The only thing harder than getting a good grade at Augustana is, without a doubt, finding a parking spot.
Some students are frustrated with how difficult finding a parking spot close to their respective dorms can be, while other students are frustrated with being either waitlisted or issued a permit to park away from campus at the Elmen Center.
As of yet, there are 57 students still on the wait list for a parking permit, but the chance for all of them to receive a permit this year is slim, Director of Campus Safety Rick Tupper said.
For Tupper, the complaints are nothing new.
Tupper said the surrounding homeowners are also upset with the parking problems that congest the surrounding neighborhood. Many have come to Tupper with complaints of students parking their cars in front of their houses.
According to Tupper, the city of Sioux Falls has an ordinance which requires a parked vehicle on a city street to be moved every twenty-four hours. If the driver fails to move the vehicle, a homeowner can call in and have the car towed.
Tupper recalled a story of an older woman calling to complain that she had to park two blocks away from her own home carrying groceries because of students parking around the neighborhood streets.
Over the summer, Tupper said the parking lots along Summit Ave. and the parking lot northwest of the Humanities were made unavailable to students.
Sophomore Sarah Westerman said she has her fair share of grievances with parking on campus.
After finishing volunteering at Sanford Hospital around midnight, she returned to campus and searched for a parking space near Granskou, her dorm.
When she could not find a space there, she checked Stavig and the over-spill lot near Tuve to no avail. Instead, she had to park on Euclid Street.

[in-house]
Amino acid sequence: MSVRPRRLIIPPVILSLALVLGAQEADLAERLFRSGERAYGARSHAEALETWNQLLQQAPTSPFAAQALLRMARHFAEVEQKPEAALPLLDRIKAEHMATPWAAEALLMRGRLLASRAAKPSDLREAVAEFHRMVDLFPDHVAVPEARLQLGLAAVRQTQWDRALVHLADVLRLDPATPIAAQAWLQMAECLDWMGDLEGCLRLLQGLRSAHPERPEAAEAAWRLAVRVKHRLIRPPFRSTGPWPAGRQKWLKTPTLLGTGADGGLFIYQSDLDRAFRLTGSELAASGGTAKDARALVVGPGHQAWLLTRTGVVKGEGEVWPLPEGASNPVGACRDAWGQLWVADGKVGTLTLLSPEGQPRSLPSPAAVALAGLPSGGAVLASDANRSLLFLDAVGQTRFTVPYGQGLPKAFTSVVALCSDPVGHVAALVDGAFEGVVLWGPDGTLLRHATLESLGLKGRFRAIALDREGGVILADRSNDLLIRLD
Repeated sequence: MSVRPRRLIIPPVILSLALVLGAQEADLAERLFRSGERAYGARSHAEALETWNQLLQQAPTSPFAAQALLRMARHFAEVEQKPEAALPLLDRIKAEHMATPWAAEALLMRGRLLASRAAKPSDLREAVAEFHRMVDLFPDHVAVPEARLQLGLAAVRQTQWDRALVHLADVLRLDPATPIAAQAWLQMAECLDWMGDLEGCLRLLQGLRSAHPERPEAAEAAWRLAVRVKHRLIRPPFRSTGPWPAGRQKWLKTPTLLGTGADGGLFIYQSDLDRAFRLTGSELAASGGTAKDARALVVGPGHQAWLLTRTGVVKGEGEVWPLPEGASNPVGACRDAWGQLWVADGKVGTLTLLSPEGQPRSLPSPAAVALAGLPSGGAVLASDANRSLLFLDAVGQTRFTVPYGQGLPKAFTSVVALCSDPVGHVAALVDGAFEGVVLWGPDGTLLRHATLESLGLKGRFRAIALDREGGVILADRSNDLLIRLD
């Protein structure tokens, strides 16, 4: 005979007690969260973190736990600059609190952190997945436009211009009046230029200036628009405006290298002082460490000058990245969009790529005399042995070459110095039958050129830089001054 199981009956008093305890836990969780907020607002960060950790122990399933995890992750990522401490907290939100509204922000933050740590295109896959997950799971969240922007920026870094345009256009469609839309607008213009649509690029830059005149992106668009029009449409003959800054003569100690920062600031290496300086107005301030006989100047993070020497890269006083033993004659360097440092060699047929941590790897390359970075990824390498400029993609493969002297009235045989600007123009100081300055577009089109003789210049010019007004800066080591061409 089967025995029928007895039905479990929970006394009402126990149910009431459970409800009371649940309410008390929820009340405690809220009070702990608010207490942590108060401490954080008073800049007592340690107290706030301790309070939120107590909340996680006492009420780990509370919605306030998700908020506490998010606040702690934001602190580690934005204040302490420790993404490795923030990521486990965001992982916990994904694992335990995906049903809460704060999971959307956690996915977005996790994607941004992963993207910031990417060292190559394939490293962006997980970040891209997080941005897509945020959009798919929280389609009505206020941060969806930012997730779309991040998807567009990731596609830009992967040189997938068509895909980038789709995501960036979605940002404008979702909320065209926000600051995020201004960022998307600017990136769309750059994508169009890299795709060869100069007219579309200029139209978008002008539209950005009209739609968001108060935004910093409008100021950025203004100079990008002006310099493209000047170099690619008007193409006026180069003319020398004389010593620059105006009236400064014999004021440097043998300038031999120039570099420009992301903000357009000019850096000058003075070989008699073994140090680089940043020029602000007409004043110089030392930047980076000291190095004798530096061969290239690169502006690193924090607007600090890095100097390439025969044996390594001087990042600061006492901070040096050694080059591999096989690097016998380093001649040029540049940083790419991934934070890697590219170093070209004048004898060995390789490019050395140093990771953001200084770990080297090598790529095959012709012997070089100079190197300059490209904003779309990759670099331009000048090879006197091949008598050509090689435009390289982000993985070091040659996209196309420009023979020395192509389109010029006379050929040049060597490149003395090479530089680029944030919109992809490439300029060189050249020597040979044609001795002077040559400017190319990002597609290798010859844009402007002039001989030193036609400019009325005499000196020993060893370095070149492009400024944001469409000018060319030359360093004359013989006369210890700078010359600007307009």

“Being a female, that’s terrifying, especially with the neighborhood surrounding the campus,” Westerman said. “It’s not safe or worth it for me to buy a pass if I have to park that far away from campus.
She said the only solutions she can envision are creating more spaces or prioritizing passes for certain students who have to use their car on a daily basis.
Senior John Nelson has his own share of nightmares with parking on campus, too.
Throughout his four years here, he has purchased a parking permit from campus. Living off campus, he purchased a commuter pass last year and parked in the Madsen lot with no problems.
This year, he purchased another commuter pass and parked in the Madsen as usual, but found that designation of permits allowed to park in the Madsen changed over the summer.
“This came as a surprise to me as I was given no notice,” Nelson said. “My parking permit had become essentially useless as I found myself parking on the street.”
Although all students with permits are given a slip of paper describing the new lot changes and what lots are available to park in with the specific permit in the beginning of the year, he found himself making a useless purchase because he wasn’t informed of the changes ahead of time.
Nelson said he understands reserved parking spaces for professors, but for a student whose classes are solely in the Madsen and FSC, having to park on the other side of campus is not helpful.
Having to park on Summit Avenue is not convenient either when all of the spaces along the street are already taken around 8 a.m., Nelson said.
“I can’t suggest any alternative that would not cost the school money,” Nelson said. “I admit my concern is over having to walk a couple blocks a day, but it seems that the lot designation change is harming students more than it is helping professors.”
Being a campus gridlocked in the middle of Sioux Falls prevents Augustana from pouring down a slab of concrete and making a new parking lot, Tupper said.
Not that Augustana would want to build a parking lot in the first place considering the cost for just one space is around $3,000 to $5,000, Tupper said.
So, if the university builds a 30-car lot, it would have to dole out an upwards of $150,000. For a parking ramp, $1.2 million.
Building any sort of lot would also require Augustana to buy surrounding houses, and the costs to flatten the area and purchase the home would add to the final cost. One of the consequences of a new parking lot would be a more expensive parking permit, Tupper said.